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State lawmakers begin budget talks as progressive tax debate continues

Illinois Watchdog.Org

Wednesday, April 3, 2019  |  Article  |  By Greg Bishop | Illinois News Network

Legislators from both sides of the aisle are sitting down to begin hashing out details of the state budget with less than two months before the end of spring legislative session and the May 31 deadline to pass a budget with simple majorities.

House Majority Leader Greg Harris, D-Chicago, said Monday that Democrats and Republicans would work together.

“Going through every line of the budget together in a bipartisan way to decide what we spend and where we spend it,” Harris said. “So it’s a collaborative effort.”

House Minority Leader Jim Durkin, R-Western Springs, said the state needs a balanced budget.

“The governor indicated he had a $1.2 billion increase in spending, from my perspective and also my members that’s a non-starter,” Durkin said. “Live within our means. We’re willing to work with them on a bipartisan basis to have a responsible balanced budget but one that is really balanced. Not one that is balanced based on smoke and mirrors and on conditions down the road.”

Gov. J.B. Pritzker’s budget relies on new revenue streams from gambling expansion, cannabis legalization and even a plastic bag tax, all of which have yet to materialize.

Durkin said Republicans will continue to push for changes to grow the economy.

“That’s always needed,” Durkin said. “Whether it’s our public pensions or improving our business climate. You just can’t ask families and business for more money and we’re seeing that with their constitutional amendment [for a progressive tax] but business reforms are important. If the governor comes from a business background, he should understand you can’t have a target on the businesses’ back if you want Illinois to be a state to do business in.”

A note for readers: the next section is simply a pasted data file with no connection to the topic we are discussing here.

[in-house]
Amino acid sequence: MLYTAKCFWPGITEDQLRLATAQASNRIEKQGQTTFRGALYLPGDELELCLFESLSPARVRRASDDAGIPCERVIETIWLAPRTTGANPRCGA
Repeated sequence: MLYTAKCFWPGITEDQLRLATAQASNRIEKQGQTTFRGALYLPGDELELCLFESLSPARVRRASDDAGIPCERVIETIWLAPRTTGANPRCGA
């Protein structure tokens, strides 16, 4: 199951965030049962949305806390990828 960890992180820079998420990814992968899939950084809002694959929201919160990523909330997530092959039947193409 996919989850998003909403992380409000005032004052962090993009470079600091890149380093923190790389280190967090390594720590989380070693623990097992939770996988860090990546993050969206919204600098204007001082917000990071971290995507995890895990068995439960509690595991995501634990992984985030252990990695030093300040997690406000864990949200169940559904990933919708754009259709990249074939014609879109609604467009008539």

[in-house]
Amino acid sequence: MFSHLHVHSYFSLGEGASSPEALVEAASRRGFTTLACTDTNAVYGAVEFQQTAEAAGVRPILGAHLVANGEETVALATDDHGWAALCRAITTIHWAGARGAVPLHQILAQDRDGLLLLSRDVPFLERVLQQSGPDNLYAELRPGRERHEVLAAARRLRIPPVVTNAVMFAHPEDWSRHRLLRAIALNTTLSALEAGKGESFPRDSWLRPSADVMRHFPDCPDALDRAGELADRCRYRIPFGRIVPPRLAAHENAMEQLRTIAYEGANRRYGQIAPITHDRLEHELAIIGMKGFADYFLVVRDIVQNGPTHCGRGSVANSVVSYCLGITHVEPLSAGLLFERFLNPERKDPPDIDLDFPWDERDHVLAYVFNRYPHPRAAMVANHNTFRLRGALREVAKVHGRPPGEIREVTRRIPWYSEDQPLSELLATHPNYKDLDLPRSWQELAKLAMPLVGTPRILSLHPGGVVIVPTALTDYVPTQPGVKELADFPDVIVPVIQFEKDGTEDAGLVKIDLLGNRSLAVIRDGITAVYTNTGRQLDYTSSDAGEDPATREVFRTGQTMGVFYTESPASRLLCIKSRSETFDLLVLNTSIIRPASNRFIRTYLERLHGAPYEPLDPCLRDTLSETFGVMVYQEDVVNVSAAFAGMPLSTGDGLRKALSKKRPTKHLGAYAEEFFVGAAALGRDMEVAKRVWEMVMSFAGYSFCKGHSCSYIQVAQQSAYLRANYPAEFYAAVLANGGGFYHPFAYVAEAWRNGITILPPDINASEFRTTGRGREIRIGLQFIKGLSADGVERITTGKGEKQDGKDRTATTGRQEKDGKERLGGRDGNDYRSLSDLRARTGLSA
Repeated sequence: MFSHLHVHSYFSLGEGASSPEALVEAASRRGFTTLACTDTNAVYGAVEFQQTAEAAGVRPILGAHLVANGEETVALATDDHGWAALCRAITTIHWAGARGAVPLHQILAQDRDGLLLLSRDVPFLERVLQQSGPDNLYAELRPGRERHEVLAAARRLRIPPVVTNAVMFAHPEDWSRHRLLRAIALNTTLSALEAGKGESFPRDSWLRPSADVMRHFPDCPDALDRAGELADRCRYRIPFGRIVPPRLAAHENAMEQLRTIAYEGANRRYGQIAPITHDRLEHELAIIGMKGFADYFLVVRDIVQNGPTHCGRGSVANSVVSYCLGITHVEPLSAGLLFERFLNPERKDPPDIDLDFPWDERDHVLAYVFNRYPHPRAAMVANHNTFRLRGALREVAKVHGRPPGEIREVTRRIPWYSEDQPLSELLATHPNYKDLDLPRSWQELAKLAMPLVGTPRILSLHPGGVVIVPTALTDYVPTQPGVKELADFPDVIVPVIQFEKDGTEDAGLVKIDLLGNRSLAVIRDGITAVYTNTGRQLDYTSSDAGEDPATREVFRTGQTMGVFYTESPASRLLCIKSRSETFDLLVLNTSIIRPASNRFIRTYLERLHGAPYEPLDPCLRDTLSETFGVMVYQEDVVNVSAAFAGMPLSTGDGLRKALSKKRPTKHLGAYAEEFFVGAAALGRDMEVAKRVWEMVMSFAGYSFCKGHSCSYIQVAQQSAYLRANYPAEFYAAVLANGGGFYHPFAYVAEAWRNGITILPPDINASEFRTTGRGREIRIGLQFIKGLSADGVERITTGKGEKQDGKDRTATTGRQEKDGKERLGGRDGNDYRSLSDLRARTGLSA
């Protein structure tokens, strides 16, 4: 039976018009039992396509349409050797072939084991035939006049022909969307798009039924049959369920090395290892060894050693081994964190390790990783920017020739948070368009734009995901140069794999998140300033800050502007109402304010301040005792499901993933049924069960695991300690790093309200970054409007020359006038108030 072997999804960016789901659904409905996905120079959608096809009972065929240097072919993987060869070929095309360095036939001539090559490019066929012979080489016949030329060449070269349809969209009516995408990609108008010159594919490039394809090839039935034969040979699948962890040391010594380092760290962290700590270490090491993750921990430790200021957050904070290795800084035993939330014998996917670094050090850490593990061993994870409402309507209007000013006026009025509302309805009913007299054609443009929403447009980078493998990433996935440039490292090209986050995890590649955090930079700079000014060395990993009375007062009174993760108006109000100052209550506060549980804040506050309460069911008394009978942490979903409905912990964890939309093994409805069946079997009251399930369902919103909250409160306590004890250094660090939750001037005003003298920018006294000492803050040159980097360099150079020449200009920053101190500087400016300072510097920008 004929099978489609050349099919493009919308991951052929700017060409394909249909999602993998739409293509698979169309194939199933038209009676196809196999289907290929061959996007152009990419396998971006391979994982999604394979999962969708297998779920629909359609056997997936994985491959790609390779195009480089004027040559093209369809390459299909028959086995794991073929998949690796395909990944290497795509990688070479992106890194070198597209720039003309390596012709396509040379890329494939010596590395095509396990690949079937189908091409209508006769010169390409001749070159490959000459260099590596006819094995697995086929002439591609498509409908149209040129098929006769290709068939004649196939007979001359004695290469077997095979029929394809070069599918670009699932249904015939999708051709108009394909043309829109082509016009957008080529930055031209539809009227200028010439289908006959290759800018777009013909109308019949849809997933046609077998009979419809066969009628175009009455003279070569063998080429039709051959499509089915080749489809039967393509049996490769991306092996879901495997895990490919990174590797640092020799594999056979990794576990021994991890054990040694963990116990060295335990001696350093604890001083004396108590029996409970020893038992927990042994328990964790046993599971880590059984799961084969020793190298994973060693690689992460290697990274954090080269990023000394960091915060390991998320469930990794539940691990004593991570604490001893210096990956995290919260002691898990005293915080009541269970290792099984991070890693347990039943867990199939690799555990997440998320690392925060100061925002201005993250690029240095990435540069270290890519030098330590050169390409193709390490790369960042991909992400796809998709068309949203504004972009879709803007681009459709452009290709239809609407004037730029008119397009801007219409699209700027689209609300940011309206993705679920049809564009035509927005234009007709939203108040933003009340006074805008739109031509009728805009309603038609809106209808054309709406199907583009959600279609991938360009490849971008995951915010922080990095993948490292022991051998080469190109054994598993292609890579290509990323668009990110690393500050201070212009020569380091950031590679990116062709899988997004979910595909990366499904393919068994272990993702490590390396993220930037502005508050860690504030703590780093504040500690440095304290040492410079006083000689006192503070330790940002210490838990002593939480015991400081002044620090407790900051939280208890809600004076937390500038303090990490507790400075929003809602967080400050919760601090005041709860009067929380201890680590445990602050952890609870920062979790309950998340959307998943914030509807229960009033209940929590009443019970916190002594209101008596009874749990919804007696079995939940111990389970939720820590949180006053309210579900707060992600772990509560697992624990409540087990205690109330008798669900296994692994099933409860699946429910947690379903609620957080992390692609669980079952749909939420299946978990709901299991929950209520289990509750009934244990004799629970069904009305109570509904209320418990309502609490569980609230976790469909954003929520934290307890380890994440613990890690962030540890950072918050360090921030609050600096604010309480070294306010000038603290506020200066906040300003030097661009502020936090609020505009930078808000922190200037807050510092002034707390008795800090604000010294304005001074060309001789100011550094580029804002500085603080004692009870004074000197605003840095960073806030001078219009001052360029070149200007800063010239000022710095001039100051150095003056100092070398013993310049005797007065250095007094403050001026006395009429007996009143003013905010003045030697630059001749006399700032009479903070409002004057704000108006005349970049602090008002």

Harris said bills will be considered.

“We have some bills in the chamber now, we’ll go through them and we’ll vote on each one,” Harris said.

The budget talks come as the debate over changing the state’s flat income tax to a progressive one continues. A progressive income tax would have higher rates for higher earners.

State Sen. Don Harmon, Oak Park, has introduced a constitutional amendment to ask voters for a change in how Illinois taxes income. He said he wants it to be approved before the end of Spring session. Democrats last week said the change will help bring in more revenue to stabilize the state's finances.

State Rep. Mark Batinick, R-Plainfield, on Monday rattled off a list of quotes from leading Democrats from over the years saying that tax increases would help stabilize budgets.

“The is a comprehensive package that will move us a long way toward driving down our spending, paying our past due bills, and achieving fiscal stability,” Batnick quoted former state Rep. Elaine Nekritz saying in 2011.

“We are in desperate need to improve our bond ratings. We will do that by raising this…” Batinick quoted Senate President John Cullerton from 2011.

“So, I think what we have before us is a revenue increase essential, if we want to fix the problems of our structural deficit and pay back the bills we owe the people who are providing service to our clients and at the same time, not only have we already saved a lot of money through programs like pension reform, we will hold spending in line,” Batinick quoted former House Majority Leader Barbara Flynn Currie in 2011.

In the final days of legislative session in January 2011, lawmakers passed a temporary income tax increase that expired in 2015.

“It creates revenue, and along with the spending package, there will be several hundred million dollars that would be a surplus that could be used in a number of ways to pay down the pension,” Batinick quoted state Rep. Greg Harris from July 2017.

Lawmakers in July 2017 overrode then-Gov. Bruce Rauner’s veto of a permanent income tax increase.

Batinick said despite repeated promises from Democrats that tax increases would help Illinois’ budget, the state’s finances are still out of balance. Republicans are calling a progressive tax a “blank check” for government spending.

Harris said the income tax rates will be known.

“Ninety-seven percent of people in Illinois will be paying the same or less than they are now, 2.8 percent of the wealthiest people would be asked to pay their fair share,” Harris said.

Batinick said that’s a bad political game Democrats are playing.

“‘Don’t worry about everybody in this room, I’m going to fix the problem by taxing somebody that’s in that other room over there. If you keep me in office, you’re going to be OK with that,’” Batinick said, characterizing Democrats’ position. “It makes it easier for them to engage in class warfare.”

Even if approved by voters in November 2020, a change to the state’s flat tax wouldn’t impact state budgets until future years.